In some ways that said it all about Ross, a legacy written in the work and in the leaders he developed and trained. Fred, Jr., still organizing as well, understood that the book is simply a platform, almost an excuse, to call the troops back from memory lane and into battle.

In the rare opportunities to celebrate, there is a rekindling of conviction.

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Going Deep in the Tenderloin with Randy Shaw

DSCN1177San Francisco   When I lasted visited with Randy Shaw at the Tenderloin Housing Clinic about a year ago, the Tenderloin Museum was nearing opening day, and he offered a personal tour the next time I was in the Bay Area. Needless to say, I didn’t hesitate to take him up on the offer this trip.

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Randy is a now a long time fixture in the Tenderloin as a housing and tenant organizer and lawyer of several decades standing, as well as an author of several books on organizing and, more recently, on the Tenderloin itself. The Tenderloin, as the name of the neighborhood in downtown San Francisco implies, speaks colorfully to its own history as the favored location for the pursuit of sometimes open and sometimes illicit pleasure of different forms for generations whether that be dancing or gambling, wine, women, work, or song. It was also the longtime home near the heart of the San Francisco labor movement and of huge and important tenant struggles, some of which Shaw was in the middle of as well, which have arguably made the small, dense blocks of the Tenderloin perhaps the last working class, semi-affordable neighborhood in this high-flying executive city where average home prices now top $2 million.

DSCN1179The Tenderloin Museum does a good job in a well-organized, nicely crafted space in telling the diverse story of the community’s history and struggles, as well as importantly it’s people, whether immigrants or workers or writers and artists. Amazingly, as I walked through the museum with Shaw, I looked up and there was an illuminated map of the Tenderloin and its streets, dramatically underscoring the diverse history and stories of the space.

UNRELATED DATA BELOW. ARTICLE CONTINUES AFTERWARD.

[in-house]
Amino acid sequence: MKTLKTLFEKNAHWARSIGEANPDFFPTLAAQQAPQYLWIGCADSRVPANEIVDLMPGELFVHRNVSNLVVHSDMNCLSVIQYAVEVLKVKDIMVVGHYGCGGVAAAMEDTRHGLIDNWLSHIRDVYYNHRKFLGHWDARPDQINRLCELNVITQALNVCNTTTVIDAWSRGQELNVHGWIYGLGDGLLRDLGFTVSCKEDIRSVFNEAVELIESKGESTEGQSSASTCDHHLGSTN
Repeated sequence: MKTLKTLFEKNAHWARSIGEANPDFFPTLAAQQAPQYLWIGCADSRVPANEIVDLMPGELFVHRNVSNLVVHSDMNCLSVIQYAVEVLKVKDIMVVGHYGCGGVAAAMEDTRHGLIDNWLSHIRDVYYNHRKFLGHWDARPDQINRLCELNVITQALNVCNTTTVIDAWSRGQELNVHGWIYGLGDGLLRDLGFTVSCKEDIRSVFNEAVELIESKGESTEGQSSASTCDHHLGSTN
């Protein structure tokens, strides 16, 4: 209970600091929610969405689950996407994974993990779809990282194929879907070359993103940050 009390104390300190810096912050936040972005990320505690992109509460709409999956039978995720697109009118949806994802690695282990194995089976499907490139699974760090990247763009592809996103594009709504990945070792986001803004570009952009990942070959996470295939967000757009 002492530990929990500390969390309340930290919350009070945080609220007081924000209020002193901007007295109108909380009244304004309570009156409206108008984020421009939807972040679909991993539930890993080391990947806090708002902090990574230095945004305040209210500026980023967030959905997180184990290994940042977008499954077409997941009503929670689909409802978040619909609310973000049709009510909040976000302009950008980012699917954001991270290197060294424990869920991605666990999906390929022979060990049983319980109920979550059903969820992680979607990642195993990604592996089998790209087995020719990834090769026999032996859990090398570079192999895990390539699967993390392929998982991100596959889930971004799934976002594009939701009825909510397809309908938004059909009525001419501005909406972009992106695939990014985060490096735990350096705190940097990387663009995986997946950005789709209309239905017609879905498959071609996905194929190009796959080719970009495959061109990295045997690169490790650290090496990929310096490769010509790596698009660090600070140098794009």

The quick tour of the museum turned out to be only a prelude to a fuller understanding of the way Shaw and the housing clinic have used their base and experience in the area to be developers steering the very future of how people will come to see the Tenderloin in coming years. The museum of course anchors the history, but walking these short blocks from Shaw’s office, we popped our heads into a construction site, where a restaurant, the Black Cat, is taking shape, which they support as cheerleaders and investors. Several blocks from the museum and the cat, at 236 Leavenworth we walked into an art gallery displaying work by Tenderloin artists or artists with a connection to the neighborhood that was surprise in and of itself.

DSCN1181Another couple of blocks away Shaw greeted the director of a space opening this week that they fondly called the Octopus because of the giant murals of fish and sea creatures dominated of course by the octopus itself. Dave Eggers, the noted author and another impresario in the literature, art, and cultural world, had found his match in Shaw as the primary promoter of the Tenderloin and its treasurers and was on the eve of opening a huge space to mentor young writers in one section, supported by retail in another. Last minute painting was still being done by the muralists, video crews were coming in, and the organizers saluted Shaw on his recent coup of getting the Mayor to the opening to launch the space.

Anywhere else in San Francisco all of this might have added up to the first shots coming from the guerrilla troops of the gentrifiers, but in these subtle statements behind numbered doors, it was clear that instead – at least for now – I was getting to watch value being added to the community that was understated, but appropriate and significant to what we can still hope is a bastion for the future of the city where people may still have a place.